A randomized open trial for comparison of proton pump inhibitors, omeprazole versus rabeprazole, in dual therapy for Helicobacter pylori infection in relation to CYP2C19 genetic polymorphism

Masatsugu Miyoshi, Motowo Mizuno, Kuniharu Ishiki, Yasuhiro Nagahara, Toshirou Maga, Tomomi Torigoe, Junichirou Nasu, Hiroyuki Okada, Kenji Yokota, Keiji Oguma, Takao Tsuji

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Background and Aim: The genetic polymorphism of cytochrome P450 (CYP) 2C19 has been shown to influence the efficacy of Helicobacter pylori eradication therapy with a proton pump inhibitor (PPI) and amoxicillin (so-called dual therapy). Omeprazole, a widely used PPI, and rabeprazole, a new PPI, are metabolized in different pathways in terms of CYP2C19 genetic polymorphisms. In this study, we compared the efficacy of omeprazole and rabeprazole in a 2-week dual therapy in relation to CYP2C19 polymorphism. Methods: One hundred and ninety-nine patients with peptic ulcer disease were randomly assigned to receive one of the following regimens: 500 mg t.i.d. amoxicillin together with either 20 mg b.i.d. omeprazole or 10 mg b.i.d rabeprazole. The eradication of H. pylori was evaluated by using a bacterial culture and a [13C]-urea breath test at 1-2 months after completion of treatment. Cytochrome P4502C19 polymorphism was analyzed by using polymerase chain reaction-restriction fragment length polymorphism. Results: Intention-to-treat-based cure rates for the omeprazole or rabeprazole regimens were 66.3% (95% CI, 56-75) and 62.4% (95% CI, 52-71), respectively, without significant difference. Cytochrome P4502C19 genetic polymorphism did not influence the cure rates in either of these regimens. We analyzed various factors associated with treatment failure (PPI, CYP2C19 genotype, and smoking habit) by using multiple logistic regression; smoking was the only significant independent factor for treatment failure. Conclusion: Omeprazole and rabeprazole were equally effective in combination with amoxicillin in eradicating H. pylori, irrespective of the PPI used (omeprazole or rabeprazole) and CYP2C19 genetic polymorphism. Smoking significantly decreased the cure rate of H. pylori infection in the dual therapy.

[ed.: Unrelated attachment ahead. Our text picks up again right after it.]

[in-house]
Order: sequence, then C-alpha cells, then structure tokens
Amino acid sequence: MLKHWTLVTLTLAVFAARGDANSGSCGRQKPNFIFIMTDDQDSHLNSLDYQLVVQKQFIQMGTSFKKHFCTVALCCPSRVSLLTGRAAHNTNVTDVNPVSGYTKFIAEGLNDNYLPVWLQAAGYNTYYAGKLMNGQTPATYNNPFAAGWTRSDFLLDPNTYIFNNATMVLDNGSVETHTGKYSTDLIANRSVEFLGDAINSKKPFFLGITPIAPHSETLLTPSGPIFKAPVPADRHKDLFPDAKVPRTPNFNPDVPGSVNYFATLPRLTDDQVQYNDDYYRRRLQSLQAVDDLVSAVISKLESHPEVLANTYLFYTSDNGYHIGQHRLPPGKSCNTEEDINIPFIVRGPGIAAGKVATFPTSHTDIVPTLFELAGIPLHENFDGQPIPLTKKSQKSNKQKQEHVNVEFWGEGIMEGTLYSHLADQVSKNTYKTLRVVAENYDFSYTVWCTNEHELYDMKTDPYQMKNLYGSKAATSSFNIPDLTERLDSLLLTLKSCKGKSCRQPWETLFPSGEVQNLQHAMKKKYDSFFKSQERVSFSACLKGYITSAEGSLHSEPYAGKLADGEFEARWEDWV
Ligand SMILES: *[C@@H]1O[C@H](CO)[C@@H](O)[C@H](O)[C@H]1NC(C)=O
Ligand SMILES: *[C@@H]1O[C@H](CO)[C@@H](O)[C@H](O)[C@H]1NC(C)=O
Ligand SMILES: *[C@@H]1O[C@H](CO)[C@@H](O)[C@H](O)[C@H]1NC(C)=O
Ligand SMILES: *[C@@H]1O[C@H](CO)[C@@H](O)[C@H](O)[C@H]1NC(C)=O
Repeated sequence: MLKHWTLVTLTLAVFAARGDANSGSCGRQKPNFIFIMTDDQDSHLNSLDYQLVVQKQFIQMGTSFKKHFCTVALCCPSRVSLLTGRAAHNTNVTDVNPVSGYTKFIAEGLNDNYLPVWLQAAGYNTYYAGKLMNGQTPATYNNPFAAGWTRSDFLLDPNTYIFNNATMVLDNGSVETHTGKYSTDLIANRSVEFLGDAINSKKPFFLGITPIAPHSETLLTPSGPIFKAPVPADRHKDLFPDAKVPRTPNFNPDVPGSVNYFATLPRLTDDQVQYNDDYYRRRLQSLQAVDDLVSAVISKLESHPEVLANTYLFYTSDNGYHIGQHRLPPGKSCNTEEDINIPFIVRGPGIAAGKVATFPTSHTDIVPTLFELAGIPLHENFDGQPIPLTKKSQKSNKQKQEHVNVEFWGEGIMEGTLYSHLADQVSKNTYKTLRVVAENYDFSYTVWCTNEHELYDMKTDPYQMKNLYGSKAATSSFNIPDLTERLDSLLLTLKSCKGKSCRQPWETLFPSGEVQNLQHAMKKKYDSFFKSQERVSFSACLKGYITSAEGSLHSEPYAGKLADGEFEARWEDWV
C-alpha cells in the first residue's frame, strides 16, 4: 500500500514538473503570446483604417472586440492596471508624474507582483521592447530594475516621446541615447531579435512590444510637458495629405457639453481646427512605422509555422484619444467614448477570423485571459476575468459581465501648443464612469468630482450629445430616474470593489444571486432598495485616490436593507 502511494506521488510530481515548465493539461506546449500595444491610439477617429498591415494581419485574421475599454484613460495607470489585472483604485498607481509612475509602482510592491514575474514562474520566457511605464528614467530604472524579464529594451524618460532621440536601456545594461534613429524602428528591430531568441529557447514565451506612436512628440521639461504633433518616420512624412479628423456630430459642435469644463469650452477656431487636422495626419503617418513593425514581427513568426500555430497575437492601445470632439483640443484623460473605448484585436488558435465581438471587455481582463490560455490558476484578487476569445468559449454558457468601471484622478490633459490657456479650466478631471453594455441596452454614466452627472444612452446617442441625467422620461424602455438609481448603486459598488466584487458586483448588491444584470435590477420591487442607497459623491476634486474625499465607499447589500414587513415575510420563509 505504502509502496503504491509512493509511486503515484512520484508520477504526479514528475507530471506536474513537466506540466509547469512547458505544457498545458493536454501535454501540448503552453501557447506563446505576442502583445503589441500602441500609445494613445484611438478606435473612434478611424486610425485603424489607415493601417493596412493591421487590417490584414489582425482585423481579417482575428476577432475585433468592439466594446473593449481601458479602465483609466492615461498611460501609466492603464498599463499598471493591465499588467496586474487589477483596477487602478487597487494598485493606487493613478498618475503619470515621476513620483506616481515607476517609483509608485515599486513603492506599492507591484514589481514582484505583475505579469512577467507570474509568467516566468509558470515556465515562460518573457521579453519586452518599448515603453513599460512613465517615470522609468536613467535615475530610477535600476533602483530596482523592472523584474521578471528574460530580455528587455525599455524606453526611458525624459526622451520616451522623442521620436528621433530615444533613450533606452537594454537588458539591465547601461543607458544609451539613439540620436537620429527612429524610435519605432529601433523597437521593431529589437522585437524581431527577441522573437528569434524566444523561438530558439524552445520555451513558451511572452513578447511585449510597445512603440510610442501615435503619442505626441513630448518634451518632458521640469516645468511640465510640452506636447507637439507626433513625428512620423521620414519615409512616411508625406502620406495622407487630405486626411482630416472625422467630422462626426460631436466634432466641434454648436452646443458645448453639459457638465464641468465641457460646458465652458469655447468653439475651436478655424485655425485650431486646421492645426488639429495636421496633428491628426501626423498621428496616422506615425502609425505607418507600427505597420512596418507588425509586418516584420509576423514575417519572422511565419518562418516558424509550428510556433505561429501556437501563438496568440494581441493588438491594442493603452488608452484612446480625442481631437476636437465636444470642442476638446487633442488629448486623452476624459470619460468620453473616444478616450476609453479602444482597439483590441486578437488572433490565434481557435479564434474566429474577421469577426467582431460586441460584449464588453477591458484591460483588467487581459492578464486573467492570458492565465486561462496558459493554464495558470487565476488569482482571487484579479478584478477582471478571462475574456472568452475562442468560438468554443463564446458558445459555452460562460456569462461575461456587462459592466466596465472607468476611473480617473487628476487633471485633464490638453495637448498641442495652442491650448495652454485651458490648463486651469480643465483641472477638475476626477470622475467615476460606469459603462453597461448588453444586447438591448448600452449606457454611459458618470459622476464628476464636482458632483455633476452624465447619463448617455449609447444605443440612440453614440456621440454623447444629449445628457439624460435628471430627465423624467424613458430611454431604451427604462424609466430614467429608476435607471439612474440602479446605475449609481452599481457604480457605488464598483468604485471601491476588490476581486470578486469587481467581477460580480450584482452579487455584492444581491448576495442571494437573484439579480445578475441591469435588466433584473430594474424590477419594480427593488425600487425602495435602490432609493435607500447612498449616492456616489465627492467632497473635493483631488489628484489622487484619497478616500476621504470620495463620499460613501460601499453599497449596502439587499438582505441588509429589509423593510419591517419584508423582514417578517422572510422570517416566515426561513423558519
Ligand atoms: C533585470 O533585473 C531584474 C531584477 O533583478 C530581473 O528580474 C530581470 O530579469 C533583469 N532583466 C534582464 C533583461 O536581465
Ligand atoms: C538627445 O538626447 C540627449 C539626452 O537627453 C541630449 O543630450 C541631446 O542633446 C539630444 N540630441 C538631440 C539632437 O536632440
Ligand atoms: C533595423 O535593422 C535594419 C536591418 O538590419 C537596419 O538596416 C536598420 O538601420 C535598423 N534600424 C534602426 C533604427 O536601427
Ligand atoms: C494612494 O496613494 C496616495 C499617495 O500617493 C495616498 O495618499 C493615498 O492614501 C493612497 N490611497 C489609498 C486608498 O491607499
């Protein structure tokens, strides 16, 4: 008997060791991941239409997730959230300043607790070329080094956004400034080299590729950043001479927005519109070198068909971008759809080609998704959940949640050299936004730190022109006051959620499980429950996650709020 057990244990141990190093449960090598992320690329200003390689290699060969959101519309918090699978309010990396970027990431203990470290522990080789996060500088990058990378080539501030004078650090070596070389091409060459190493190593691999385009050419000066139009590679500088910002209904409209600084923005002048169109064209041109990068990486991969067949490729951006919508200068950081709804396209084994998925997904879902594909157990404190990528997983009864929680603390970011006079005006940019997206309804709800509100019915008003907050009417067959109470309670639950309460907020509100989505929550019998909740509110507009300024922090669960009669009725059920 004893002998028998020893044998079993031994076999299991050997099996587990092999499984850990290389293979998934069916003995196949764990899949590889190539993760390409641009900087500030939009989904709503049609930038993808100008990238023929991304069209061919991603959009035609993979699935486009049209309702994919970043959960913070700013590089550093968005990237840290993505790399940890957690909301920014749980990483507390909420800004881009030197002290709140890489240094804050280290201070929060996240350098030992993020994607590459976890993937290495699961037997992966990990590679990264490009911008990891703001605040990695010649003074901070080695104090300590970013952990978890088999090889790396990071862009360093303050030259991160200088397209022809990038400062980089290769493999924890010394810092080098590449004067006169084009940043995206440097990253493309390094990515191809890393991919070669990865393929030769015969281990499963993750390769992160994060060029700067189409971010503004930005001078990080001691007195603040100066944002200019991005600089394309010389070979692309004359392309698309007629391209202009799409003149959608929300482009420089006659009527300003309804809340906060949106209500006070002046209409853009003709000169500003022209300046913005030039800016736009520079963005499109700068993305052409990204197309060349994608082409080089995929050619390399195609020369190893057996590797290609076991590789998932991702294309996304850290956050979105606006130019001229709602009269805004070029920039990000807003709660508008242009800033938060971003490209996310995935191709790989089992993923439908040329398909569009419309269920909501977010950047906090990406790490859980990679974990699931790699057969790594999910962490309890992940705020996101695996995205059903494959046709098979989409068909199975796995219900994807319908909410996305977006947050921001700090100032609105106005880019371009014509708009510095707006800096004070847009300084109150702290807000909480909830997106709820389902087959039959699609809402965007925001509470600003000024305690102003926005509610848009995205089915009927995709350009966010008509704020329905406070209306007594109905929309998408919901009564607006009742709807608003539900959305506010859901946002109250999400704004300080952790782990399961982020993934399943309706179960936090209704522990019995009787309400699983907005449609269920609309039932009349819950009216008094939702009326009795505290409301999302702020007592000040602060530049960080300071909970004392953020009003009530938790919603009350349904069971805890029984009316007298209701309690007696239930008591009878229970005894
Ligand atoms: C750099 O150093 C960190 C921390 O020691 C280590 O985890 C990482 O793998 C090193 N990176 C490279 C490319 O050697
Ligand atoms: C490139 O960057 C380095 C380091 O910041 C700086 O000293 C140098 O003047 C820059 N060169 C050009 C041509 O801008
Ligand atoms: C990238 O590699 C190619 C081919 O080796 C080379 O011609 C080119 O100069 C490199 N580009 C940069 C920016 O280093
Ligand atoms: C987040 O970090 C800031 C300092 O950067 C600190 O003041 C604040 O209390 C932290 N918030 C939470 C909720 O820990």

Original languageEnglish
Pages (from-to)723-728
Number of pages6
JournalJournal of Gastroenterology and Hepatology (Australia)
Issue number7
Publication statusPublished - 2001



  • Cytochrome P450
  • Eradication therapy
  • Genetic polymorphism
  • Helicobacter pylori
  • Proton pump inhibitor
  • Smoking

ASJC Scopus subject areas

  • Gastroenterology
  • Hepatology

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